Children in secondary schools in some countries are required to select subjects in which they wish to specialize. The grades they obtain in those subjects may be a major factor determining the courses open to them at university. The movement is therefore from early specialization into continued study of the same subject. A change of subject leads to lost time required to gain the necessary grounding. Teaching of particular subjects is largely in the hands of specialists, whose success is often measured by the number of specialists they can produce. A vicious circle therefore exists whereby specialists create more specialists, with little attempt to supply any broad grounding from which the student could develop into other interests. The greater the degree of specialization, the greater the risk that the knowledge gained at university will date rapidly, so that the graduate may well find himself at a disadvantage in his career advancement when competing with graduates who left university at a later date. The specialization itself may then not correspond to the needs of society to the same extent as when the person left university.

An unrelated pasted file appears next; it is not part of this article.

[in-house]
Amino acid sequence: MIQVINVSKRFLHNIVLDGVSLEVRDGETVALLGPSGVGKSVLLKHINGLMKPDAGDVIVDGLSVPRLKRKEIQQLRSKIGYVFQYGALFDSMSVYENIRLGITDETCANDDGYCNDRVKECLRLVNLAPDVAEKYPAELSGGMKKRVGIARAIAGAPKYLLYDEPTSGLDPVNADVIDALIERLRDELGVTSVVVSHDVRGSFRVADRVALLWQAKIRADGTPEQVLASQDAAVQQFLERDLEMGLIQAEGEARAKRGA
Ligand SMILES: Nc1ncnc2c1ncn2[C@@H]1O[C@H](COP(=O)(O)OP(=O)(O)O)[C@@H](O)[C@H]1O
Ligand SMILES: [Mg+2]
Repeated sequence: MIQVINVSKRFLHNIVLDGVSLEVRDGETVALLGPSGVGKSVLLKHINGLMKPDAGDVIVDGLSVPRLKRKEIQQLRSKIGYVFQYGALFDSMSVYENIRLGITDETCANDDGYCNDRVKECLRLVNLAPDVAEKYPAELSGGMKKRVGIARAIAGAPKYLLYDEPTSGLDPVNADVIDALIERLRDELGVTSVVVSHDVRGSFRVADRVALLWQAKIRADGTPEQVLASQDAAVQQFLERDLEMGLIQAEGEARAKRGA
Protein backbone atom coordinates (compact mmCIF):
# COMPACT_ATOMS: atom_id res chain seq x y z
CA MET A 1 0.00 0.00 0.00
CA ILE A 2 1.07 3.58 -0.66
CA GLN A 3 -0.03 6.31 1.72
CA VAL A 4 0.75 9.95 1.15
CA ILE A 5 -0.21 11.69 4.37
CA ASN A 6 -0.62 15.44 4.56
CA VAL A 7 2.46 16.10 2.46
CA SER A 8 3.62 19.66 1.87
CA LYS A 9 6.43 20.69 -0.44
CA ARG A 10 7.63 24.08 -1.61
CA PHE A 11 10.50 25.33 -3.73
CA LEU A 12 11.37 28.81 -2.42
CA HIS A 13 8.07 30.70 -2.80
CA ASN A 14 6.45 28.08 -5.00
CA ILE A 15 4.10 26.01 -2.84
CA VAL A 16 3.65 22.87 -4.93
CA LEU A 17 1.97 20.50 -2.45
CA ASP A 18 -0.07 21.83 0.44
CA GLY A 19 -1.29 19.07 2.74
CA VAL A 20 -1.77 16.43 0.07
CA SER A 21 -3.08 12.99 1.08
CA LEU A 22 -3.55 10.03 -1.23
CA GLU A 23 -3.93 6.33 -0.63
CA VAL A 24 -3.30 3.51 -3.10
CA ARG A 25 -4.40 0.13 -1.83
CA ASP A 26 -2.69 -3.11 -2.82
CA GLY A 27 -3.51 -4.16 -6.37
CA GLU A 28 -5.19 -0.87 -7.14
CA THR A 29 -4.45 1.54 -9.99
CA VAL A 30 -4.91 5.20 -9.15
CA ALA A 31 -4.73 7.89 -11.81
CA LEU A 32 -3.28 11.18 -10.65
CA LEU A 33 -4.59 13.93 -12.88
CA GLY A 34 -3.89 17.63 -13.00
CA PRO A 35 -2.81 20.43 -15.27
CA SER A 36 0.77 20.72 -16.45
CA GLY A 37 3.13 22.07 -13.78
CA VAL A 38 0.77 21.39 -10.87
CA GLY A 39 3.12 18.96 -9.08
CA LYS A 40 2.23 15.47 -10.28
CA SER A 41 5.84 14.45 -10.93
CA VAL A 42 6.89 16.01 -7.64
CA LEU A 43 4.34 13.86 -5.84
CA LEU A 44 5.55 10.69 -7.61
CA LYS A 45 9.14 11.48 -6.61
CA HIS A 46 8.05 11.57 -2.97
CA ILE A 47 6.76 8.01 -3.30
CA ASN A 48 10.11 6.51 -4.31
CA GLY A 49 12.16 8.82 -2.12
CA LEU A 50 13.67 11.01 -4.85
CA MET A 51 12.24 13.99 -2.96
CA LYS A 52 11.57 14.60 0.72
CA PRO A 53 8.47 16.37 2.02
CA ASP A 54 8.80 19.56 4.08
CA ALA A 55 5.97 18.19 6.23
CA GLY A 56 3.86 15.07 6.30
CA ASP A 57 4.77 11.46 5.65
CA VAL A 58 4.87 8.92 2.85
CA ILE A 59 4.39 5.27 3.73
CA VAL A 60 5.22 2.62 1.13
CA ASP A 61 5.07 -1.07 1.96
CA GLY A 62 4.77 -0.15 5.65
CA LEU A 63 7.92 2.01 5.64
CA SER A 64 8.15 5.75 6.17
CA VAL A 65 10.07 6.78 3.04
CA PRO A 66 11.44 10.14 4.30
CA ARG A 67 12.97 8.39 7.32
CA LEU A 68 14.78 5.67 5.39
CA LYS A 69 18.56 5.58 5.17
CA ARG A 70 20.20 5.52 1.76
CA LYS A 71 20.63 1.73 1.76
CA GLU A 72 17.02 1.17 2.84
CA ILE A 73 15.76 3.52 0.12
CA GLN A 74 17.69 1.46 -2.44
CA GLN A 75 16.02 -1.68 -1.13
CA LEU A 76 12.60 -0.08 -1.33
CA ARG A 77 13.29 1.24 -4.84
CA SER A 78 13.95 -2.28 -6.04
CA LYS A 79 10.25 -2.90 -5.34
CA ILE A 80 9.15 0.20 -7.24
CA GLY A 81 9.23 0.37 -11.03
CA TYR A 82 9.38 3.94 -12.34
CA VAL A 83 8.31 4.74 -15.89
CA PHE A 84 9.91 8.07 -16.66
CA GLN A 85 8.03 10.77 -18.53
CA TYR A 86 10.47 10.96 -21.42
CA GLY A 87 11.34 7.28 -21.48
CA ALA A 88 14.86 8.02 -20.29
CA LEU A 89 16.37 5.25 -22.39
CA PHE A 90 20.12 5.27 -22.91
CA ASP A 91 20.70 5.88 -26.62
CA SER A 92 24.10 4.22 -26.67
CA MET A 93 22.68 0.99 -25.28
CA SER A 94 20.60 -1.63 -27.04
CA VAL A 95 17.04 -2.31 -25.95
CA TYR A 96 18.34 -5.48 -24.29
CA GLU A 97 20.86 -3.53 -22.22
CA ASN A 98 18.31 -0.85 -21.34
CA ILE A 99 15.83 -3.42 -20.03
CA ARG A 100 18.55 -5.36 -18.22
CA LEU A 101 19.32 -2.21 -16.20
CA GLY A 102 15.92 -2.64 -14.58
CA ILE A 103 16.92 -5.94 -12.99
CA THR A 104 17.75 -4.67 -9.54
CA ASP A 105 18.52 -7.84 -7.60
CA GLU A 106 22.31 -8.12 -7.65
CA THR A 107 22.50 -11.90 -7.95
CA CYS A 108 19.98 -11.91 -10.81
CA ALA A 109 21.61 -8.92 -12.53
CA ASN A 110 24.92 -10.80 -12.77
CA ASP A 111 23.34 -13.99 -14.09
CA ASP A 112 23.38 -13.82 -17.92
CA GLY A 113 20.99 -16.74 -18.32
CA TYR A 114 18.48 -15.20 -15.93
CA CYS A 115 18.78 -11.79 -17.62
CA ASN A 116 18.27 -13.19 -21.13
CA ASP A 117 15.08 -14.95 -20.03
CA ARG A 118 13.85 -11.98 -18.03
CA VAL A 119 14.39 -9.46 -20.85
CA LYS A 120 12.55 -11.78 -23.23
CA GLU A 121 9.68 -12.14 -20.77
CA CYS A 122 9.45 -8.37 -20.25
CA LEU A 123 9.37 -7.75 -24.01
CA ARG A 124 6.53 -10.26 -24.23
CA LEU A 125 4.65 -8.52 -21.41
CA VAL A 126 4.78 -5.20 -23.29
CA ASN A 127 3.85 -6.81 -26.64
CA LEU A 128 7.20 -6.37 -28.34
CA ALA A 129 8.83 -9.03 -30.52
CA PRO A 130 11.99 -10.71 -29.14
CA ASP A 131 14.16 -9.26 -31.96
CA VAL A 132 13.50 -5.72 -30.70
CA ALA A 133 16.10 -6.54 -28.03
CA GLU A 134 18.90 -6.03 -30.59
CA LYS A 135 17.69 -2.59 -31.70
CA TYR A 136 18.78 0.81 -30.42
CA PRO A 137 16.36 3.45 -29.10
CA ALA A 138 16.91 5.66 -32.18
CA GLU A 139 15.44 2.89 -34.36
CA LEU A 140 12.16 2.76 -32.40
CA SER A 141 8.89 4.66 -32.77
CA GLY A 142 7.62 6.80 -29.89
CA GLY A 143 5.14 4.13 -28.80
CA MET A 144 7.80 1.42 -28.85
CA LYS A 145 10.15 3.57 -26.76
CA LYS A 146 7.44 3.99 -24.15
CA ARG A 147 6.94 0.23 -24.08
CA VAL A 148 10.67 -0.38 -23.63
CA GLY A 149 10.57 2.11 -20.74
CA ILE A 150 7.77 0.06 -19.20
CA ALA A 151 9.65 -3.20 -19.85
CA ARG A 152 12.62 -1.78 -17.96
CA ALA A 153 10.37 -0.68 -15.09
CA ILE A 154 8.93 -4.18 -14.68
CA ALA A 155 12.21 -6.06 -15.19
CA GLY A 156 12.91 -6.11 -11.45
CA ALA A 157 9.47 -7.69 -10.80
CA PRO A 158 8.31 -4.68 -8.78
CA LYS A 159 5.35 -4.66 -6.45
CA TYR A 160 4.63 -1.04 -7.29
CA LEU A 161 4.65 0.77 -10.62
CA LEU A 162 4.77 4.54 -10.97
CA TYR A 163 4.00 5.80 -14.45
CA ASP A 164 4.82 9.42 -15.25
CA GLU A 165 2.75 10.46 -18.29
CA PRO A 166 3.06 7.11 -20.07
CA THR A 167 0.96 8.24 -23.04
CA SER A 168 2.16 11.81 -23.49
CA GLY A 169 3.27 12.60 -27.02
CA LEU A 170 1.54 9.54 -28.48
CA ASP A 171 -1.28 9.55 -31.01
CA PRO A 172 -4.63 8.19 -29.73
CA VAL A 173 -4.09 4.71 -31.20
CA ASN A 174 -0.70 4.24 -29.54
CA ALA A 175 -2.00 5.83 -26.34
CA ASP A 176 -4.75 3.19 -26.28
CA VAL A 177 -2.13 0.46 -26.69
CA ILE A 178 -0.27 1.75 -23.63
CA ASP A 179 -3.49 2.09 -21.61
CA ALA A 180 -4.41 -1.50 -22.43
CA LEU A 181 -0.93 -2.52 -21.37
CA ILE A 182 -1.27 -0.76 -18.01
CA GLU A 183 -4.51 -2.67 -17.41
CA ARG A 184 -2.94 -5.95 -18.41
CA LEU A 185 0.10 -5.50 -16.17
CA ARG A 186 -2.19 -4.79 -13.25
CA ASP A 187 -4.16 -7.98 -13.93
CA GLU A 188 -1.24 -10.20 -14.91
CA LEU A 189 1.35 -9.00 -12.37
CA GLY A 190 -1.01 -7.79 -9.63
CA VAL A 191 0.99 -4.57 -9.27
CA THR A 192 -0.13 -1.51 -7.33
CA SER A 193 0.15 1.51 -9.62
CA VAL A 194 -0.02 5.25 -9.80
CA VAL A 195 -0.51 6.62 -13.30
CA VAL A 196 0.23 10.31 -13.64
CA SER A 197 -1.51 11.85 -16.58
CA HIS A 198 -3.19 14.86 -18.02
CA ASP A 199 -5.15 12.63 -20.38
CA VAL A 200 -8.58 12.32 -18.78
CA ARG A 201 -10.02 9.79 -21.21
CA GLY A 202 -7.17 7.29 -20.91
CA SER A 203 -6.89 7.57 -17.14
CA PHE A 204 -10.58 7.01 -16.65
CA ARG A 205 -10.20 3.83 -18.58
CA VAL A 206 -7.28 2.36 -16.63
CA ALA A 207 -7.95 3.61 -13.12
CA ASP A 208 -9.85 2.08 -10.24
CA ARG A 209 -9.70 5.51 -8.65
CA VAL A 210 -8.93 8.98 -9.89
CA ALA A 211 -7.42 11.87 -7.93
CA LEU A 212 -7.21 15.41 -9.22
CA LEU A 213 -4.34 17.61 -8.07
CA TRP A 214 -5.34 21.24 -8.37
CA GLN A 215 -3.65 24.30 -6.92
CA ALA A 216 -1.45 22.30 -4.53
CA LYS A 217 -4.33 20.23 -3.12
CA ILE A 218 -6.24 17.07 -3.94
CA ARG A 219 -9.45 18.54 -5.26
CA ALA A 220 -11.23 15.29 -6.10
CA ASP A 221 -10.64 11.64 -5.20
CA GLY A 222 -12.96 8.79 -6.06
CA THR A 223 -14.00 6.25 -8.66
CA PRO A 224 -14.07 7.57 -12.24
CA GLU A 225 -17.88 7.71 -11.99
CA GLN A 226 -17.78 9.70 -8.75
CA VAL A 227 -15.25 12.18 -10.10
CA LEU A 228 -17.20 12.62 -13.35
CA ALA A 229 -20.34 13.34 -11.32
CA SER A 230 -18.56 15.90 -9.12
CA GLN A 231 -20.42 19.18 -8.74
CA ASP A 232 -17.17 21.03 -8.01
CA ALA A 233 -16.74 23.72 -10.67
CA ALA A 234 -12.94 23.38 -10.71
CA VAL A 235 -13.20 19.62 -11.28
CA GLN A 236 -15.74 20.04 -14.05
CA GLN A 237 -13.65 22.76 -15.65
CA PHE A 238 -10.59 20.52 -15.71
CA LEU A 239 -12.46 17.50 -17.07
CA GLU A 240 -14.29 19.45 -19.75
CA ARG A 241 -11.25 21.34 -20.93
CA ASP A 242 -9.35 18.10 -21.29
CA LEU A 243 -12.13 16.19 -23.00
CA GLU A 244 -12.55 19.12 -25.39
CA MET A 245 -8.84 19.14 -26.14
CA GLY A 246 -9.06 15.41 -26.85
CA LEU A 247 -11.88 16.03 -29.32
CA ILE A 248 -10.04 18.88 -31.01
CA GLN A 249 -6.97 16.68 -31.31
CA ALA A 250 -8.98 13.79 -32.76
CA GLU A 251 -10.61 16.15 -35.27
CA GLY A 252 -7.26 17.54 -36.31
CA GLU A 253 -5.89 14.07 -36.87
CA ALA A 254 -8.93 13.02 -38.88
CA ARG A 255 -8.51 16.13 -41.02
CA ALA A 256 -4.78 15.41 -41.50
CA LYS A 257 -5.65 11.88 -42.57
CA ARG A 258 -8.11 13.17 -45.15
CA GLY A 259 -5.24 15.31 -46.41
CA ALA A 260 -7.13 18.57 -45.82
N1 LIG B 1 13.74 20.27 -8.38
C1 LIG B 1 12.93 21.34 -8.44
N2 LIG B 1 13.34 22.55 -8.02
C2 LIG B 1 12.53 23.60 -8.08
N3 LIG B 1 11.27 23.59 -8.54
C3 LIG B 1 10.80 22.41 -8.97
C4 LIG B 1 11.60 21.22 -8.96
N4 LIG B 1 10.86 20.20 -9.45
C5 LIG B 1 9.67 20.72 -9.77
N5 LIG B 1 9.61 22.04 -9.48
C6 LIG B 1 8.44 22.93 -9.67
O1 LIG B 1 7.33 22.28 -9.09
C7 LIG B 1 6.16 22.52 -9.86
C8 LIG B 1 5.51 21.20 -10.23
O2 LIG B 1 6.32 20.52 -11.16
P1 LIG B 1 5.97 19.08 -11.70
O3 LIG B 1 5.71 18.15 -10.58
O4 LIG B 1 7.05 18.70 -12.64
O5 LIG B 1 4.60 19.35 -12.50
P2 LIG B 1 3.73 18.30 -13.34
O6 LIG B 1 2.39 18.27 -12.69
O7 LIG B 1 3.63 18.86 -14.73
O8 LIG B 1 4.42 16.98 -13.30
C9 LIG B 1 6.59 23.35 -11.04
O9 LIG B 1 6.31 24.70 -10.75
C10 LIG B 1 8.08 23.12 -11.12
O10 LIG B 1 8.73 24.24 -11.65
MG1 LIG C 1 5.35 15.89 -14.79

The Encyclopedia of World Problems and Human Potential is a collaboration between UIA and Mankind 2000, started in 1972. It is the result of an ambitious effort to collect and present information on the problems with which humanity is confronted, as well as the challenges such problems pose to concept formation, values and development strategies. Problems included are those identified in international periodicals but especially in the documents of some 60,000 international non-profit organizations, profiled in the Yearbook of International Organizations.
The Encyclopedia includes problems which such groups choose to perceive and act upon, whether or not their existence is denied by others claiming greater expertise. Indeed such claims and counter-claims figure in many of the problem descriptions in order to reflect the often paralyzing dynamics of international debate. In the light of the interdependence demonstrated among world problems in every sector, emphasis is placed on the need for approaches which are sufficiently complex to encompass the factions, conflicts and rival worldviews that undermine collective initiative towards a promising future.
Non-profit, apolitical, independent, and non-governmental in nature, the UIA has been a pioneer in the research, monitoring and provision of information on international organizations, international associations and their global challenges since 1907.